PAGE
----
The teeth were inserted into a PVC cylinder with polystyrene resin (Polyether Impregum soft 3M ESPE, Minnesota, USA) with the cementum- enamel junction (CEJ) 2mm above the surface of the acrylic resin. Each tooth was positioned in a block so that buccal and lingual cusp tips were in a horizontal plane parallel to the base of the mount.

Standardized MOD preparations were performed using a high-speed handpiece under water cooling. The cavities were prepared using bur #2131 (KD Sorensen, Sao Paulo, Brazil), and the burs were changed every 4 teeth (16). The class II MOD cavities were performed by a single operator and, standardized as follows: lingual-buccal isthmus width of 4mm and occlusal depth of 3mm, in the proximal box 4mm of occlusal depth, and 1-2mm above the cementoenamel junction of the proximal box (mesially and distally).

The specimens were randomly divided into four groups (n=10) according to the bioactive materials placement techniques. Group 1 (control group): After preparing the cavity, a metal matrix held by a Tofflemire retai- ner (S.S. White Dental Manufacturing Company, Philadelphia, USA) was placed around the tooth. A universal adhesive employing the selective etching technique (Single Bond™ Universal, 3M ESPE, Deutschland, Germany) was applied on the cavities with a disposable microbrush according to the manufacturer's instructions. Light curing was performed using a light-emitting diode light- curing unit (Valo, Ultradent Products Inc., South Jordan, UT, USA) for 20s, with a light intensity of 1200 mW/cm. Successive increments (2mm) of a nano-filled resin composite (Filtek™ Z350 XT, 3M ESPE, Minnesota, USA) were first applied horizontal to the gingival wall, and then, to the pulpal wall. The final increment was applied according to the contour of the tooth. All the increments were light-cured separately. Immediately after filling, the samples were finished with diamond burs at low speed with air-water spray and polished with a disc system (OptiDisc System, Kerr Corporation, Orange, CA, USA).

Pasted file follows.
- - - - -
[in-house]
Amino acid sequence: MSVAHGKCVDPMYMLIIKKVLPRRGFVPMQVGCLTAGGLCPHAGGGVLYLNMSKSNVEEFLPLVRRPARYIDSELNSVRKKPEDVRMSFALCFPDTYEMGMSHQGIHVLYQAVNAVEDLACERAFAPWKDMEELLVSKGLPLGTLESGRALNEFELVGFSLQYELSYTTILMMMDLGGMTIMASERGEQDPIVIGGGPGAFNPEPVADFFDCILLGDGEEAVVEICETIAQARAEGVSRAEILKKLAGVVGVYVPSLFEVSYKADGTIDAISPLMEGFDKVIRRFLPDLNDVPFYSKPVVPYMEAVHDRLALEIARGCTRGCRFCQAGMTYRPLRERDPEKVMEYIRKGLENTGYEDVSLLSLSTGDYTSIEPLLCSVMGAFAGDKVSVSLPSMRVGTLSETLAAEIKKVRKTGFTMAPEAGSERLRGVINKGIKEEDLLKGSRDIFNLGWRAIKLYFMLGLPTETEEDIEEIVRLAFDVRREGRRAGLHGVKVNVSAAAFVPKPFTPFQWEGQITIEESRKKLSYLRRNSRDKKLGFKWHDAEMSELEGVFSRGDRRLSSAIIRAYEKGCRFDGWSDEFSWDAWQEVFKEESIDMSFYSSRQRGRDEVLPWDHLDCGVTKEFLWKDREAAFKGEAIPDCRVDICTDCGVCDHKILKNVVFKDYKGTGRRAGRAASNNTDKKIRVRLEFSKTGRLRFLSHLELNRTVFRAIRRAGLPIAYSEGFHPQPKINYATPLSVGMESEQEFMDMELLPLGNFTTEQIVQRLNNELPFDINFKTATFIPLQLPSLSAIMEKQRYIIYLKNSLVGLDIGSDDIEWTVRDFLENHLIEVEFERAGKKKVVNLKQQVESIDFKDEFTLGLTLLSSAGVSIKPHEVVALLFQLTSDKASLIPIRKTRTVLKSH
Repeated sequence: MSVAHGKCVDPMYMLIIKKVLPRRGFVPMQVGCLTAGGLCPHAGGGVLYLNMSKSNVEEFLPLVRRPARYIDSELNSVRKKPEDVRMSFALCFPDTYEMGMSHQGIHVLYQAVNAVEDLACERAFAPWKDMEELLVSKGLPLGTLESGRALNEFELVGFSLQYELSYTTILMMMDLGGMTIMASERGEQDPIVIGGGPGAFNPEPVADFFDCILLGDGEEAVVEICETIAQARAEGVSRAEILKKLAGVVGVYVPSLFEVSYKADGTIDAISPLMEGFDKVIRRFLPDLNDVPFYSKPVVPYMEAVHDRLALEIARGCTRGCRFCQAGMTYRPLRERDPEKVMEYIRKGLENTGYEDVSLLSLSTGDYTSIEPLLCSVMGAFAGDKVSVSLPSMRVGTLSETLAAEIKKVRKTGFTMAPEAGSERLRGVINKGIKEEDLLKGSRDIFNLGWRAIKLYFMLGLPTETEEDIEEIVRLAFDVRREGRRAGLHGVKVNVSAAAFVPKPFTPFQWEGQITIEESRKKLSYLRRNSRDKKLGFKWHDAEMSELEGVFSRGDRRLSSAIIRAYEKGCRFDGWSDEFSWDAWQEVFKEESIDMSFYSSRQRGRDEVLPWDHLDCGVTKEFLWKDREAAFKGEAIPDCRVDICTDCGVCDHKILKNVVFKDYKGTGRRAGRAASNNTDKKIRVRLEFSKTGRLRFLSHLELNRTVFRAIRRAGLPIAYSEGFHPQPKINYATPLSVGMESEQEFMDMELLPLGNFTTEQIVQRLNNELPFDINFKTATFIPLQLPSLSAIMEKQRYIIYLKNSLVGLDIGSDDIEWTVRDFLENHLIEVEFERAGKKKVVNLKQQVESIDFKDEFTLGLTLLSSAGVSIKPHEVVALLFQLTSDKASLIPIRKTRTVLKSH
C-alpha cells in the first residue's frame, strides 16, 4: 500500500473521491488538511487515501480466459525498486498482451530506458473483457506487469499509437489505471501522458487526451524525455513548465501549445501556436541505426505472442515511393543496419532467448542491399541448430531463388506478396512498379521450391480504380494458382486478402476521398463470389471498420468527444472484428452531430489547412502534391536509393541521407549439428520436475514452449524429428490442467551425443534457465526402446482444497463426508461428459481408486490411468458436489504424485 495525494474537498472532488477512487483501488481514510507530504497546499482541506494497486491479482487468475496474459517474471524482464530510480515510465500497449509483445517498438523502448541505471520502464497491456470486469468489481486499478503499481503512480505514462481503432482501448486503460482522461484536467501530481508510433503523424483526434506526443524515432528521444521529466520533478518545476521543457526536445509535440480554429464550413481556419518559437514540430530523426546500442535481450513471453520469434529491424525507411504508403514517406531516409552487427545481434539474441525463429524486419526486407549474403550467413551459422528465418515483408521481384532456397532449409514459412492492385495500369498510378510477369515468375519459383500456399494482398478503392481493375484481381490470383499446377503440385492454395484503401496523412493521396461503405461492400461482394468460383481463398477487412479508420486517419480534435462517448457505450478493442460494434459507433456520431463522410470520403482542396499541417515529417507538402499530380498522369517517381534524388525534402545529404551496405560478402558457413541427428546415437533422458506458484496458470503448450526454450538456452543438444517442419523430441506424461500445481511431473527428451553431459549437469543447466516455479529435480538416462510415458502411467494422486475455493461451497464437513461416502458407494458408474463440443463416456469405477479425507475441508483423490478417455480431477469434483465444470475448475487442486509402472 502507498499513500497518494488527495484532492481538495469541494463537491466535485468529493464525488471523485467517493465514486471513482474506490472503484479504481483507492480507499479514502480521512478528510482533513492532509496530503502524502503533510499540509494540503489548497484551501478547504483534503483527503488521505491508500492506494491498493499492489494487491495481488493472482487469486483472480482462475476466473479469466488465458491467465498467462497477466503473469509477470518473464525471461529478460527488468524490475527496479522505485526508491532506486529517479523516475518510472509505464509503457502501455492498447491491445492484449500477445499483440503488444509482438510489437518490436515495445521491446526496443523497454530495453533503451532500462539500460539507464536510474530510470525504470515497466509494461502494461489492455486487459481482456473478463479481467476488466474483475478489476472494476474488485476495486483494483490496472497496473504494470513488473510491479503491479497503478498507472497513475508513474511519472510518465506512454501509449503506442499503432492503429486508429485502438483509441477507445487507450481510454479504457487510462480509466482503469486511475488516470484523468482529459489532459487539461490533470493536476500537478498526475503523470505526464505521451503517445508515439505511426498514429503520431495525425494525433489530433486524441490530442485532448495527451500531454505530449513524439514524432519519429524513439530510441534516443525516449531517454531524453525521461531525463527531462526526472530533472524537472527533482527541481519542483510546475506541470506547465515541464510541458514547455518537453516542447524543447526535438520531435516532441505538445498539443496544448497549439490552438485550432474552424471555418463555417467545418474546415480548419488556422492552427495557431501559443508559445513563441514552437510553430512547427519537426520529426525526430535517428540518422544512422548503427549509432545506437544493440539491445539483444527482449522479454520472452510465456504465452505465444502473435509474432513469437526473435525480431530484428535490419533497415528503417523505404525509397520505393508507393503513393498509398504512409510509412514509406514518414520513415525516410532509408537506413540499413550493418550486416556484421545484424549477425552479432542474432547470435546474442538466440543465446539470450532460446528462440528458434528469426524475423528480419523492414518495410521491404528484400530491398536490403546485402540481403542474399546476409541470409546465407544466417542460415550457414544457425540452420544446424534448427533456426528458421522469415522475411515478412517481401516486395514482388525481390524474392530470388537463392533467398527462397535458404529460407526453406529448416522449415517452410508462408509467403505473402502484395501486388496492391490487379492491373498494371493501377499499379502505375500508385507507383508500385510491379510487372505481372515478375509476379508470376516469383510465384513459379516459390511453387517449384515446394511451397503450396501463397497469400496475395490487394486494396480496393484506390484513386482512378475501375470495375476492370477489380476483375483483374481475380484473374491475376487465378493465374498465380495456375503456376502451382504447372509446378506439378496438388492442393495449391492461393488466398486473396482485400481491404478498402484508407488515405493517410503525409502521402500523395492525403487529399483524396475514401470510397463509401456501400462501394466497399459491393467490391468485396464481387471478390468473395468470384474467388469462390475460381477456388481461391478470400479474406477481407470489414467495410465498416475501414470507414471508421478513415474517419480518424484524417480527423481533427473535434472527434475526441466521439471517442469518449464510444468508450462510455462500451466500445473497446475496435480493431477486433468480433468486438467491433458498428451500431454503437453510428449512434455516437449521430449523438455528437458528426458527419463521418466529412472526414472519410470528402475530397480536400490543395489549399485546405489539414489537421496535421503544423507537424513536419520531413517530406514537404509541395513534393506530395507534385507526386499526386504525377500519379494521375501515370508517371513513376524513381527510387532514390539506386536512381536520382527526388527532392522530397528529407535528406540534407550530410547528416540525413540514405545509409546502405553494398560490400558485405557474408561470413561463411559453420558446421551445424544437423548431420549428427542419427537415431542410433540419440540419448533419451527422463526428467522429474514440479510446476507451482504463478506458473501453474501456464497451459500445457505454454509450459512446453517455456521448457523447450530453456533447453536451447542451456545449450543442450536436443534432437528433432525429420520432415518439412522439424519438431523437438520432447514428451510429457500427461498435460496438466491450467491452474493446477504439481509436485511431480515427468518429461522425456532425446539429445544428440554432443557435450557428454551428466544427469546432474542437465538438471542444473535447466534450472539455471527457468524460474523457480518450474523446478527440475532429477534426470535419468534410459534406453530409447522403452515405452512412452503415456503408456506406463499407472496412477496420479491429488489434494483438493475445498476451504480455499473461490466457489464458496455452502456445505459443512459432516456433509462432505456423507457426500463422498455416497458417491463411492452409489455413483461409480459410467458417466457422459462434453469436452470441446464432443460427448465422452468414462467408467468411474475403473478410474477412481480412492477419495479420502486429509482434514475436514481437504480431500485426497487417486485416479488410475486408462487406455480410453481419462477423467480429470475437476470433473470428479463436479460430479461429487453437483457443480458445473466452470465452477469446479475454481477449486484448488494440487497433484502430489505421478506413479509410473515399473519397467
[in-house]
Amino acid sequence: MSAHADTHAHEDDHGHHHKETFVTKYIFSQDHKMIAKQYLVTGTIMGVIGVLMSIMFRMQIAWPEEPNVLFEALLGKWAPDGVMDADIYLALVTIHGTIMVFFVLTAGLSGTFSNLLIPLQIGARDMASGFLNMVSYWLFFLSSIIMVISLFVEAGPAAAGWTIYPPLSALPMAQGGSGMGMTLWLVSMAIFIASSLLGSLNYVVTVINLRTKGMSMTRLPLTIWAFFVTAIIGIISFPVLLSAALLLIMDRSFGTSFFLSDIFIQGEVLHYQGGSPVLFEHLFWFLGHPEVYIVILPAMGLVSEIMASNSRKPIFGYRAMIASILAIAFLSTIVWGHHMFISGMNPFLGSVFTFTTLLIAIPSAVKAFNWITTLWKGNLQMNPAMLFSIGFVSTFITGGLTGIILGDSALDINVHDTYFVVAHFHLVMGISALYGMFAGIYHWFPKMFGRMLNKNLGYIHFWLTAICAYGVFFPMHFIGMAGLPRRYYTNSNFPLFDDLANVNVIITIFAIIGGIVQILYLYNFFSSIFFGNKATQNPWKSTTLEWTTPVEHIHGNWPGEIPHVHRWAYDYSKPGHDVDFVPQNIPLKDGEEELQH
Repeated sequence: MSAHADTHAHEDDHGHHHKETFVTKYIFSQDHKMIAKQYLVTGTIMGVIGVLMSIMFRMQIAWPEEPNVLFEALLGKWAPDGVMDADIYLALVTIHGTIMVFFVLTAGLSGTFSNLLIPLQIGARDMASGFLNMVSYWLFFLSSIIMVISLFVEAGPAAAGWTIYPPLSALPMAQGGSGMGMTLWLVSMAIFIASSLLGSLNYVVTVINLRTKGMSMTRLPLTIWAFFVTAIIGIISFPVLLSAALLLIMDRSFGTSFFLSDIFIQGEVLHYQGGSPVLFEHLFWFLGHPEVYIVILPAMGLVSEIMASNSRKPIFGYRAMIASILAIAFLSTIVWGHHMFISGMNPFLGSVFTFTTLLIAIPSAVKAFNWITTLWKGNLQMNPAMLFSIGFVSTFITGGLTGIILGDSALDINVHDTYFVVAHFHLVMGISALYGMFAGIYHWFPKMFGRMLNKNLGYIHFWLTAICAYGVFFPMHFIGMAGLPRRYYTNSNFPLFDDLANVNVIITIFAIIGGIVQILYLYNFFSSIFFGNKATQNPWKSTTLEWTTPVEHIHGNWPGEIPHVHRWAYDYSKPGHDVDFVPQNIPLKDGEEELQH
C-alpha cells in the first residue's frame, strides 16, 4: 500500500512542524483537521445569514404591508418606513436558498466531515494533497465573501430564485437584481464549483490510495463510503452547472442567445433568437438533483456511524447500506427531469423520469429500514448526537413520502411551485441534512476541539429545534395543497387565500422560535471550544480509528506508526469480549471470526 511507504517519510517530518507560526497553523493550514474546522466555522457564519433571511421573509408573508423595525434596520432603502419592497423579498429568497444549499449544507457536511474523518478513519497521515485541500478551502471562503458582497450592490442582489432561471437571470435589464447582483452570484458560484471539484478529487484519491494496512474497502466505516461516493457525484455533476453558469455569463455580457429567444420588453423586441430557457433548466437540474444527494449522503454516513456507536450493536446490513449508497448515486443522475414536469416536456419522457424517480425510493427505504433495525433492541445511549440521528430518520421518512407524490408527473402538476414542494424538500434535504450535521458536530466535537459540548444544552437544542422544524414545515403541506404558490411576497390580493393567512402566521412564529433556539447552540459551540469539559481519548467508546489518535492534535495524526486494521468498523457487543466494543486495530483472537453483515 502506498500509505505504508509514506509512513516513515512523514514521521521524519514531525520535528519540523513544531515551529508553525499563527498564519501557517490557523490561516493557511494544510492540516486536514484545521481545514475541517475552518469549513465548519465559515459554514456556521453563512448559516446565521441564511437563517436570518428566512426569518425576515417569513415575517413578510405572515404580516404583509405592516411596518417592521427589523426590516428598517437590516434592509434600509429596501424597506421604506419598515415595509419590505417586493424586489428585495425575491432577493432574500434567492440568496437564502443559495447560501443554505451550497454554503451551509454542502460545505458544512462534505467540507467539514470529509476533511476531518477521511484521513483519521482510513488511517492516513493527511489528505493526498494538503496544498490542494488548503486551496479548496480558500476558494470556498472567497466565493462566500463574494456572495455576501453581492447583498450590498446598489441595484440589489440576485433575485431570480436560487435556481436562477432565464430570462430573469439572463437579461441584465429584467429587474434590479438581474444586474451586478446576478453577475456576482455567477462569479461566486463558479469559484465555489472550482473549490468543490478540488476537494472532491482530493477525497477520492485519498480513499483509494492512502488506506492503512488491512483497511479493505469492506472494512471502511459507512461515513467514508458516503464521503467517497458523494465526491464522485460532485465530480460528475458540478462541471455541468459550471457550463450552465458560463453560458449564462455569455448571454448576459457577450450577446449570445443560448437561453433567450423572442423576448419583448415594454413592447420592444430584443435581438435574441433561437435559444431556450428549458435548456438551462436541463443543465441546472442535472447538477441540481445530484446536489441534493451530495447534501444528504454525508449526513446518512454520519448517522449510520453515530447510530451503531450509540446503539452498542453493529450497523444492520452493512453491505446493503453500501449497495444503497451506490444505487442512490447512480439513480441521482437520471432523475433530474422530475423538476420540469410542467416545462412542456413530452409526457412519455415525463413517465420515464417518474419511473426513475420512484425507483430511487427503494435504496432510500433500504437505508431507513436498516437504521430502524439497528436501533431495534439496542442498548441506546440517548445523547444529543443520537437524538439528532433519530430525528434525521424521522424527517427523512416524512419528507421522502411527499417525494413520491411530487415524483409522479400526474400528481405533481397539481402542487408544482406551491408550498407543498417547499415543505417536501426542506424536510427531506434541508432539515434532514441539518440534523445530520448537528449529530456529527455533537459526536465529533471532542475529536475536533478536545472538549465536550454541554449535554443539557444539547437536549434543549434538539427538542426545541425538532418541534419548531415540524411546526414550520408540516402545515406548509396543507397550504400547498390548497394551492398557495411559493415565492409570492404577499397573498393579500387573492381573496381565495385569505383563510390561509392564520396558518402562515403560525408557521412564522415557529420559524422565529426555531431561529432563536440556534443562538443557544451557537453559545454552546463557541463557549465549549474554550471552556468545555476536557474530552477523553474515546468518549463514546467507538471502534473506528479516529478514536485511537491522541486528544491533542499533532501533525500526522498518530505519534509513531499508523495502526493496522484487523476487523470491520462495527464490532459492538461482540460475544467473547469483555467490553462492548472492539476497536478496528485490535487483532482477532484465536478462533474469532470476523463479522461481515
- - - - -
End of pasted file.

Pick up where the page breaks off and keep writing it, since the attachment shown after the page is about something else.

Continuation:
Group 2: The axial, pulpal and gingival walls of each Class II cavity were lined (2mm) with Biodentine™ (Septodont (Saint-Maur-des- Fossés, France) using a 1mm diameter ballpoint instrument. The matrix band was placed and secured using a Tofflemire matrix retainer. The remainder of the cavity was then treated with the universal adhesive and restored with the composite resin at full contour until replacing the enamel, as described for Group 1.

Group 3: A matrix band was placed and secured also using a Tofflemire matrix retainer, and the cavity was then restored at full contour with Cention N™ (Ivoclar Vivadent, Liechtenstein, Germany) according to the manufacturer's instructions.

Group 4: A matrix band was also placed and secured using a Tofflemire matrix retainer and the cavity was then restored at full contour with Activa™ Bioactive-Restorative (Pulpdent, Watertown, MA, USA) according to the manufacturer's instructions.

The teeth were stored at 37°C and 100% humidity in calcium-free PBS for 7 days.

Fracture resistance and fracture mode evaluation

The samples were submitted to a compressive load until fracture (load cell capacity 5kN), with a stainless-steel ball bearing of 6mm in diameter, in a universal testing Machine (Electropuls E 3000, Instron Corporation, Norwood, MA, USA) at a cross-head speed of 5mm/min until specimen fracture. The failure modes of each specimen were assigned to one of four categories and assessed by a single-blinded calibrated evaluator (22): (I) Failure at the restorative material; (II) Failure at the restorative material and coronal tooth structure; (III) Failure at the restorative material and cervical tooth structure with possible periodontal repair and (IV) severe root and crown failure, which were deemed non-restorable. Representative failures/ fractures modes were photographed.